Wednesday, December 22, 2021


My uncle, Arthur D. Bachner, “Bucky”, died this week and the funeral is today. He was two days past his 97th birthday. 

Despite his age, it seems he suffered no known long-term illness besides being old. But he woke up, complained of stomach pain and perhaps had a stroke. Who knows?  A short while after, despite emergency medical attention, overseen by my cousin, quite a qualified nurse, he passed away. My condolences to Sindy and my other cousin, Evan, his life-partner Ed, their children, Daniella, Michael and Rebecca and their children’s children.

Bucky was married to my dearest Aunt Selma, my mother’s youngest sister, 

of the Nadel-Steckler family and their love story made it into the New York Times. I even was part of it, the 'toddler':

“And so her brother-in-law talked privately with Arthur. Then he asked Selma to babysit at his apartment while he and her sister went to the movies. She was reading on their couch, her toddler nephew fast asleep, when the bell rang. “I didn’t say ‘Who is it?’ or anything,” she said. “At the time, you just opened up the door. And Bucky was standing there.” “She had a smile on her face, and I knew that I had a chance,” he said. Six months later, they were married.”

Bucky was special in many ways. He and Selma were the ones responsible for treating me on my early birthdays. The Statue of Liberty, museums, NY Public Library. New York culture. 

One of my very first life lessons I learned from him.

Walking all the way up the Statue of Liberty he was behind me but going down, he was in front. I may have been 6 or 7 but I didn’t get the change of order. He explained that going up, if I tripped, I would fall backwards and he would be there to prevent any injury. And if I tripped descending, again, being in front, he would be there. One always needs someone to be there even if not doing anything or if anything is at that moment wrong. And now he isn’t there.

He was in the Marines* and fought in the South Pacific. 

He was in the refrigerator business and to me, he was strong and powerful. And he could prove it. 

At my Bar Mitzva, he was given the honor of raising up the Torah scroll (hagb'a) after the weekly portion had been read. It was a heavy scroll, big and with the old-fashioned wood rollers (etz chaim). As those who know, to lift it, one drops the bottom portion over the edge of the table (bima) a bit, and then one employs leverage by slowly raising it up and then, when you feel you control the balance of it, raising it up. Bucky walked up, grabbed the handles and just lifted the Torah scroll straight up, stiff-armed.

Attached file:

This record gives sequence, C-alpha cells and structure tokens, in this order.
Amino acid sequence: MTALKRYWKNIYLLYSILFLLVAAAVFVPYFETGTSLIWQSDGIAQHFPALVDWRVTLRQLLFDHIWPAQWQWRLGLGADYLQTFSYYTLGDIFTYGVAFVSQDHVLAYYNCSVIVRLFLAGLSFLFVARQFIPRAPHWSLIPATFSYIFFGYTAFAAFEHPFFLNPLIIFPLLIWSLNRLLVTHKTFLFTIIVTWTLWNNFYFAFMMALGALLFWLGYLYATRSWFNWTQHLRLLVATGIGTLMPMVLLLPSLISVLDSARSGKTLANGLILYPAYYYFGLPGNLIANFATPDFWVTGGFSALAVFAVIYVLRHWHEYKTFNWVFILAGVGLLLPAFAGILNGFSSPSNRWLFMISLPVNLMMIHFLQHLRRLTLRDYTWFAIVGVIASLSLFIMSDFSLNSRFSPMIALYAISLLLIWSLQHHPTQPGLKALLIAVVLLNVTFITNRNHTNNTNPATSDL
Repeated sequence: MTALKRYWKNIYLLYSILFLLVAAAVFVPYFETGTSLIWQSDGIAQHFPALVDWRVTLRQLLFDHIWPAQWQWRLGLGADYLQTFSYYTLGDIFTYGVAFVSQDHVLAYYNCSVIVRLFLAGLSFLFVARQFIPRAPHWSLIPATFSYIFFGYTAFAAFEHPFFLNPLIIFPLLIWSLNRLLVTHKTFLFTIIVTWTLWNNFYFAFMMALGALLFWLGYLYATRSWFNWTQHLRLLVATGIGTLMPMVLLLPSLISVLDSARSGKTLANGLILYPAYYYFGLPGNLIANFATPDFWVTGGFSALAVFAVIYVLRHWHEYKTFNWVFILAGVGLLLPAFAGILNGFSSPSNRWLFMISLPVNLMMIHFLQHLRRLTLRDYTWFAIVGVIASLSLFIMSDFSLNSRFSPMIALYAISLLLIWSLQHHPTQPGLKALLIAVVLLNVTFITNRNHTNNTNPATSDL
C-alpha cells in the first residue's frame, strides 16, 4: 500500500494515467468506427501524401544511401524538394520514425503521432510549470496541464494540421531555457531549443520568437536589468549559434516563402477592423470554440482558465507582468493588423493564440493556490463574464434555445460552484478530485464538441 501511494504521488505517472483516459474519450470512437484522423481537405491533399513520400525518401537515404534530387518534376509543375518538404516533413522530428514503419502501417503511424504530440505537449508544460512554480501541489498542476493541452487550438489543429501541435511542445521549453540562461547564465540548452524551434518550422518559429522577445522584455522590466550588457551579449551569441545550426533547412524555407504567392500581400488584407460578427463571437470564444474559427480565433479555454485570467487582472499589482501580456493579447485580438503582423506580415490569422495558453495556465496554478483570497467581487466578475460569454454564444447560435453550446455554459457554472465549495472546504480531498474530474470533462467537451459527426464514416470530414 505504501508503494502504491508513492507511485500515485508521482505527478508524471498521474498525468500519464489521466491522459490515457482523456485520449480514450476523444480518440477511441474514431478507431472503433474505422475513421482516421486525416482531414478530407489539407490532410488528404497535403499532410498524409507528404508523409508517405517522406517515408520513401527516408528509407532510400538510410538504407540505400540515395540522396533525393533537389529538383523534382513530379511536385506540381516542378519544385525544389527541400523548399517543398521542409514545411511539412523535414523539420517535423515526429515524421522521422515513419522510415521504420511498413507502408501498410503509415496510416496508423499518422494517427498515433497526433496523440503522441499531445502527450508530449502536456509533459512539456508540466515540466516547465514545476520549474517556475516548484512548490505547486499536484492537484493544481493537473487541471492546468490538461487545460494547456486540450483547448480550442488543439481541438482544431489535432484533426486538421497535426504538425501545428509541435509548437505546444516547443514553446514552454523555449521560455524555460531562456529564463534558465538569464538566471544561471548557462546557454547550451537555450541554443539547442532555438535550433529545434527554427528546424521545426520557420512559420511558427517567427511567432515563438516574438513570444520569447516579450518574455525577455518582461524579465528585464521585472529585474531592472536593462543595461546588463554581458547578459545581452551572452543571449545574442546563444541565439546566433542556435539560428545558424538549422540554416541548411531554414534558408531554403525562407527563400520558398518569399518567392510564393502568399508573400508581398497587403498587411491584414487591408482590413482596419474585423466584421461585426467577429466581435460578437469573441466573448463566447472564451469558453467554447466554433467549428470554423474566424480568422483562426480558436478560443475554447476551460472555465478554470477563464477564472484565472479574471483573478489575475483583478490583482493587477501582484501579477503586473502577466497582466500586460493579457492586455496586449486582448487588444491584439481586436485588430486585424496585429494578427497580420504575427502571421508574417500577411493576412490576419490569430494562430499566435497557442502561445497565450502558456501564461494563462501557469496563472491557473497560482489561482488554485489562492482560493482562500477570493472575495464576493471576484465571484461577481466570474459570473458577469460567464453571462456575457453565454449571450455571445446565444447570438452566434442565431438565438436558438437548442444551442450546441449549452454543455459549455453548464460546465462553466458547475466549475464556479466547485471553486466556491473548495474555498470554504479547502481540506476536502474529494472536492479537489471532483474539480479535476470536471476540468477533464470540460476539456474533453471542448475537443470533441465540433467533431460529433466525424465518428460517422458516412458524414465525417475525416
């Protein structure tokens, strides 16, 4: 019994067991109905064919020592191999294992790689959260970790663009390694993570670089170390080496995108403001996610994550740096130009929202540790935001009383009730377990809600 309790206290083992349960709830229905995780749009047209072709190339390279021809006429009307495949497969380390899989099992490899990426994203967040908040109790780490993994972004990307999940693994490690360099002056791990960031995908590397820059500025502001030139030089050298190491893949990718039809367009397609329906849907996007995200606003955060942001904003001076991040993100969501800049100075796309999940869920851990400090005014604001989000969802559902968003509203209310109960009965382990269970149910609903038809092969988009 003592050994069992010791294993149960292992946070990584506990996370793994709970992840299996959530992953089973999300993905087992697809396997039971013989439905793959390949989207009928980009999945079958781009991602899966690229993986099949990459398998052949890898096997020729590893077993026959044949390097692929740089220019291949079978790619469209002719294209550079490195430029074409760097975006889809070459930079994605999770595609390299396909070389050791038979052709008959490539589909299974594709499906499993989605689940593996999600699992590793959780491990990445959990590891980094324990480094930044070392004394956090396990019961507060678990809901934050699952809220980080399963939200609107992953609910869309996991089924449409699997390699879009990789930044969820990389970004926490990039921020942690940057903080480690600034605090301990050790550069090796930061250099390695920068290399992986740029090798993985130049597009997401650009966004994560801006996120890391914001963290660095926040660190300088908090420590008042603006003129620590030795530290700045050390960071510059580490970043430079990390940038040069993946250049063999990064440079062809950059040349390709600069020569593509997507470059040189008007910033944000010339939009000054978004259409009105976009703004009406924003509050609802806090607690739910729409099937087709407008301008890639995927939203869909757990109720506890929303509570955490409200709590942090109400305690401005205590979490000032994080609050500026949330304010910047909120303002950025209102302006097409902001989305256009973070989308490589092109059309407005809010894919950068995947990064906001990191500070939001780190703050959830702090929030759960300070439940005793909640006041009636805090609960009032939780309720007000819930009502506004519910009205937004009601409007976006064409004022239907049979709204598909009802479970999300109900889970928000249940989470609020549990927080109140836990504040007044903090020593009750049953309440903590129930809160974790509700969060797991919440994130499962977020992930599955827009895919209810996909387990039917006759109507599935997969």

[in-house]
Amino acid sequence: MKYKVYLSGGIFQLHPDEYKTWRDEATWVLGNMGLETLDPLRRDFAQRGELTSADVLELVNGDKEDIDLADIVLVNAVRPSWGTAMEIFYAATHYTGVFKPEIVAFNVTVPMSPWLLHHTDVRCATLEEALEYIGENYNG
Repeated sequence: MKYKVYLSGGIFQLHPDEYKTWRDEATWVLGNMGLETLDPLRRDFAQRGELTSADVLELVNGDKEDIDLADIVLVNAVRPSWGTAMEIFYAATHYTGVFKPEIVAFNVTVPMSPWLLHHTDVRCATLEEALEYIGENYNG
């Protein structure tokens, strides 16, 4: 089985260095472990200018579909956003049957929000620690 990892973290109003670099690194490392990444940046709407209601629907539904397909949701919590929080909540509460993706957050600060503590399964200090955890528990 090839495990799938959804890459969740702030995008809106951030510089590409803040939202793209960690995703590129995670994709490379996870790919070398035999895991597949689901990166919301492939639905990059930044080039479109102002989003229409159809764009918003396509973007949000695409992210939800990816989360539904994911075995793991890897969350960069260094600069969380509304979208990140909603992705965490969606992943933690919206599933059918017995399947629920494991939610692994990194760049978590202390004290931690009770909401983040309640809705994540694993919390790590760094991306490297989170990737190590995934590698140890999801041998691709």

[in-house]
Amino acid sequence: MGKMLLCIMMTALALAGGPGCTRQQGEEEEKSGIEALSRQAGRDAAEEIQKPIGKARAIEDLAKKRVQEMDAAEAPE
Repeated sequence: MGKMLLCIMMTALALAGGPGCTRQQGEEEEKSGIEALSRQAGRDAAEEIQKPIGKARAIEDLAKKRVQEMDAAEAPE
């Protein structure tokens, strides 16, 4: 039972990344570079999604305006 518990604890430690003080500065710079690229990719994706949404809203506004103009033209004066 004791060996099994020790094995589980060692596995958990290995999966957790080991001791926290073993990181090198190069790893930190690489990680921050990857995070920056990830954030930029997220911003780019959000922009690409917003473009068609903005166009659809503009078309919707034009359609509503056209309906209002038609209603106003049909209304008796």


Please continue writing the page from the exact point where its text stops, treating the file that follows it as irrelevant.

My childhood is, to my chagrin, a longways back, but I still have a vivid memory and good retention, if not perfect, and the news of his death revives so much: of the West Bronx (when I was born, it was almost 50% Jewish), until I was 7 and then later Queens where we already were, when they moved to Corona. He was funny. Quite funny. He could write backwards and I needed a mirror to read it. He did the NYTimes crossword puzzle with a pen.

He smoked, early on, a pipe (which he one let me hold while he took a dip in the sea at the Rockaways and which drew stares from people wondering why a youngster was nonchalantaly holding a pipe) and last November had a cigar.

After my cousins followed me into Betar, he and Selma provided a support group at marches, demos, overnight vigils (showing up around midnight to make sure we were okay and to supply all with hot drinks and munchies on a Manhattan sidewalk). And at Camp Betar in the Catskills. Bucky was unabashedly liberal and, perhaps, the only argument we had was over FDR. We, shall we say, discussed the Rosenbergs, too. But he was always reading and learning. I am sure reducing his library when they moved out of their New Jersey home was a painful task. Once, I, my father and Bucky were on the same couch and reading different sections of the Sunday New York Times. My aunt said to her sister, my mother, ‘the house would burn down and they wouldn’t move’.

A lot of the previous generation is gone. In fact, Bucky was the last survivor in my family of that generation. No more grandparents; no more uncles and aunts.

I last saw him end of 2019, November. 

And here we are during his 2010 trip to Israel:

My cousins took care of him well.

I could, and maybe, I should go on, but I have to get ready for the Zoom of his funeral service.

אברם דוד בן שעיה נפתלי וחיה הלוי

* and they had an honor contingent at his funeral:



Unknown said...

Moving and every bit true. He was that and more. I will love him till the day i die.

David Framowitz said...

Condolences to the entire family.

goyisherebbe said...

It is always a privilege to have met a really amazing person, so much more to actually have had him in your family. May his memory be blessed, and may you be blessed by the memory of him.

Yehoshua Friedman


Bucky and Selma were 2 of my father's favorite, albeit younger, cousins. I have only fond memories of them growing up seeing them several times a year at Bnei Isaac Family Circle meetings/picnics/holiday celebrations.
Meen Hashamayim Tenachamu.